A group of millennials experimenting with a spiritually guided App successfully connect to the other-world and are ultimately guided to The Preston Castle. This ominous, historic site of murder and torture is connected to each of them in ways they’ll soon discover, thanks to the dead. The film is based on the shockingly true events of The Preston School of Industry.
Starting with a mother being violent towards her two children before one of them takes extreme action, Apparition (or APParition) is one of those “based on” where it’s best not look at the details to see what happened at Preston School of Industry and just work your way through the 80 minutes of nonsense that you’re about to experience.
In 1995, the two children are at The Preston School of Industry, a correctional school run by burly, cruel and strict officers who have very little to do apart from being burly, cruel and strict. With almost pantomime glee, the guards carry out their business, terrorising their young wards, although it’s difficult to particularly care much for proceedings.
Early in the film, we’re introduced to Anna (Mena Suvari), who is, we can assume, based on the real-life Anna Corbin, the head housekeeper who was found murdered in the house. She’s a kind person and Suvari eeks out all the emotion she can from the script. Her acts of kindness call her to the attention of Warden White (Kevin Pollak) who chews his way through his scenes, serving a hammy performance with a double-serving of cheese. It’s not that either Suvari or Pollak are turning in sub-standard performances, it’s that they’re delivering from a sub-standard script.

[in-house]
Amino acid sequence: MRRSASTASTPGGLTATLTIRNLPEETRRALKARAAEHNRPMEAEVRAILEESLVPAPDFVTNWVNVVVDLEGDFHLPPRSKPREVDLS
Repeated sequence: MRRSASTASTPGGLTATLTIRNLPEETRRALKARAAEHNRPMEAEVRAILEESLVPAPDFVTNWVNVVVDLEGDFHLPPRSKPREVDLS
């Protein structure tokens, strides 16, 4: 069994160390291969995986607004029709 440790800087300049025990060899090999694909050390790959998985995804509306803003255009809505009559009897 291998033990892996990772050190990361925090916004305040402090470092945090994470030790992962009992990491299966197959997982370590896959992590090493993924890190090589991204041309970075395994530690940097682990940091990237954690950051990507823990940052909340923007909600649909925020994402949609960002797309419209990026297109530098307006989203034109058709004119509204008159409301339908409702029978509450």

A murder at the correctional facility sees Anna try to escape and a guard attempt to quit his job. Both knew the place was a bad one but didn’t think to do anything about it until this point, of course. Thankfully, we get to skip over this to the present day where Warden White is running through a wedding rehearsal and we get introduced to a bunch of young people who are largely stereotypes – jock, business guy, nerd, queen bee – and they’re a bit of a fractured group as they end up investigating White’s former role, encouraged by an app that the nerdy (and obviously social awkward) Sam happens to have just created (with a bunch of technobabble to make us believe it).
This central idea of the film is an interesting one. Technology and the supernatural have been brought together effectively by a number of horror films – One Missed Call, Pulse, Ring, and many others. This is, however, not one of them.
Practically every scene in the film screams of an amateur production – the uneven camerawork disappoints and the performances, beyond Pollak and Suvari, swing from dull to cliche thanks to a script that can’t settle on a tone for delivery. There are segments of exposition that are ladened with unnecessary drama and scenes that should be tense (at least, that’s what the soundtrack would have us believe) that fall flat and lifeless.
The haunted house conceit is one that has been used heavily in horror films for decades and there’s plenty of examples of those taking place in former institutions to use as a template. Apparition manages to offer nothing to the genre; not just nothing new, but nothing at all. Even as we see the nightmares that stalk the halls, it’s difficult to be anything but indifferent towards the plight of the dislikeable cast of cliches and the fate that befalls them.
If there was one shining light in this dismal experience, it’s that some of the set design in Preston School of Industry itself is interesting. The architecture, in California, is an impressive, imposing building that certainly has an ominous presence and it’s impossible not to be drawn to such a structure. It’s just a shame that the film around it is so disappointingly pedestrian.
Dir: Waymon Boone
Scr: Mark S Allen, Waymon Boone, Howard Burd, Rob Rose
Cast: Mena Suvari, Kevin Pollak, Jon Abrahams, Megan West
Prd: Mark S Allen, Howard Burd
DOP: Dante Yore
Runtime: 79 mins
APPARITION will be available on Digital Download from 10th February